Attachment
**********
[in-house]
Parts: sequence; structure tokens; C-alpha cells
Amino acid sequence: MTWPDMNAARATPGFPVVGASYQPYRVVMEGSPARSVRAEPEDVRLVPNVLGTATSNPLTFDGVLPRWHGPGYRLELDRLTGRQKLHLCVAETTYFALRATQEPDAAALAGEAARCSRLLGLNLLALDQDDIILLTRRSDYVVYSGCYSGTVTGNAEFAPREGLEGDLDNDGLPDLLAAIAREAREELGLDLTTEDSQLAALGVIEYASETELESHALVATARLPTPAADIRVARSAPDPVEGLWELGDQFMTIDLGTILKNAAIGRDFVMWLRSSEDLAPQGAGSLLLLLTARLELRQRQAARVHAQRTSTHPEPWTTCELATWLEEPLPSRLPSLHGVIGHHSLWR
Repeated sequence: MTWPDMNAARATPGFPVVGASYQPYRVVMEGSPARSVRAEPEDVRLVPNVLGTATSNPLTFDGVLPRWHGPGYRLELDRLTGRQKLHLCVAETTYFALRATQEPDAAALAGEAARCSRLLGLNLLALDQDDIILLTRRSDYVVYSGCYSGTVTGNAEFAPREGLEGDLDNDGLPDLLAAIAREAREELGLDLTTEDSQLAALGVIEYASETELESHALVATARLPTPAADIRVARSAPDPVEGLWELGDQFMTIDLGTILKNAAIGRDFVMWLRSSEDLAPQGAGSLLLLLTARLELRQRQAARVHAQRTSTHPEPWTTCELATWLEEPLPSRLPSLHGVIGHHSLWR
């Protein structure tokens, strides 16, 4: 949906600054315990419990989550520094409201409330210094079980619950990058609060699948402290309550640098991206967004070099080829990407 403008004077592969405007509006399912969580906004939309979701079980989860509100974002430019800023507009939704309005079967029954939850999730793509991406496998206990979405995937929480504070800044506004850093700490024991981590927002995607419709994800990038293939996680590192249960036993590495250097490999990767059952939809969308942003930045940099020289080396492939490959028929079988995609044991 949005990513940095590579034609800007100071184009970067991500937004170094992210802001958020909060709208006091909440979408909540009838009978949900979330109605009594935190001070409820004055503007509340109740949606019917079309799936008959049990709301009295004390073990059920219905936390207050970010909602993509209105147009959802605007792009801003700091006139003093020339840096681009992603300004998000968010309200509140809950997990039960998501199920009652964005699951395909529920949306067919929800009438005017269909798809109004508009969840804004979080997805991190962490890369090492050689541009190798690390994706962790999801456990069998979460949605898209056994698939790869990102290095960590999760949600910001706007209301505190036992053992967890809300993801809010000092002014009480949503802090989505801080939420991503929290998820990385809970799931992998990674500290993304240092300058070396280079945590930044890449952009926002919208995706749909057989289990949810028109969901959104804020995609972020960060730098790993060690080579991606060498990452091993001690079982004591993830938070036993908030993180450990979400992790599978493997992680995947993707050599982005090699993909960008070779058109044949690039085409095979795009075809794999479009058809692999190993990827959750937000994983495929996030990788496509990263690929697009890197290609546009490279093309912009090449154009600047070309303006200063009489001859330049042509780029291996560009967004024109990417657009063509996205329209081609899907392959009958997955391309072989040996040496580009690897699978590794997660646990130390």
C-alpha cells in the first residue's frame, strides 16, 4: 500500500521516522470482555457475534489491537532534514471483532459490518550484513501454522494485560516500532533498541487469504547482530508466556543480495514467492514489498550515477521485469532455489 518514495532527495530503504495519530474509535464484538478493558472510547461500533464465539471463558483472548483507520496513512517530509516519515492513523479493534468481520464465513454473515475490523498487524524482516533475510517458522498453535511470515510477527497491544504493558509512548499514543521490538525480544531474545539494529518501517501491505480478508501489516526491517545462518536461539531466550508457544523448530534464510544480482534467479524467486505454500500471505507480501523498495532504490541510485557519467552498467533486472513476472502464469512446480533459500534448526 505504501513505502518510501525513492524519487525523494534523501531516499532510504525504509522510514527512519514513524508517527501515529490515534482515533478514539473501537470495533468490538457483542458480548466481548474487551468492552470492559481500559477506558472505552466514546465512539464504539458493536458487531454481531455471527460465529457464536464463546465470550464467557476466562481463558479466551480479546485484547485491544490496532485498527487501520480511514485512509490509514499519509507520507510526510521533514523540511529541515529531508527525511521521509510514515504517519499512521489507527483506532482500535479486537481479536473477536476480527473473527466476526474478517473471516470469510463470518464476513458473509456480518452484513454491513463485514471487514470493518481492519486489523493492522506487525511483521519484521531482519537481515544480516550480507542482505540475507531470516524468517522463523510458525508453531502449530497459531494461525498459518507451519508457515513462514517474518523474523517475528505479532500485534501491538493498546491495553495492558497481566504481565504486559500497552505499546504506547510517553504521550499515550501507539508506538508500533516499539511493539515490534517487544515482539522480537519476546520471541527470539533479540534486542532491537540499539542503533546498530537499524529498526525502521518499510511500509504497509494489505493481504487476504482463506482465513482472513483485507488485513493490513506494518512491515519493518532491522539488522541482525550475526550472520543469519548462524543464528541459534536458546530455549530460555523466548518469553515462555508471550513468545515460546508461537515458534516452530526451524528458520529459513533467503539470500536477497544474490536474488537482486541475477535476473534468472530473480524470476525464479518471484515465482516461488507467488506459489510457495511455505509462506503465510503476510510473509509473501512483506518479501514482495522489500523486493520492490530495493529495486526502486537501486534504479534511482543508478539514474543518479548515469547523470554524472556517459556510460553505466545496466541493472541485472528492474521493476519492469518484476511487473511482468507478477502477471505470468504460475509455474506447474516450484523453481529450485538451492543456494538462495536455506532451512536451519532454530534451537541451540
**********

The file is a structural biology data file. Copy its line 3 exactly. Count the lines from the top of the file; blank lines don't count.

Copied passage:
Amino acid sequence: MTWPDMNAARATPGFPVVGASYQPYRVVMEGSPARSVRAEPEDVRLVPNVLGTATSNPLTFDGVLPRWHGPGYRLELDRLTGRQKLHLCVAETTYFALRATQEPDAAALAGEAARCSRLLGLNLLALDQDDIILLTRRSDYVVYSGCYSGTVTGNAEFAPREGLEGDLDNDGLPDLLAAIAREAREELGLDLTTEDSQLAALGVIEYASETELESHALVATARLPTPAADIRVARSAPDPVEGLWELGDQFMTIDLGTILKNAAIGRDFVMWLRSSEDLAPQGAGSLLLLLTARLELRQRQAARVHAQRTSTHPEPWTTCELATWLEEPLPSRLPSLHGVIGHHSLWR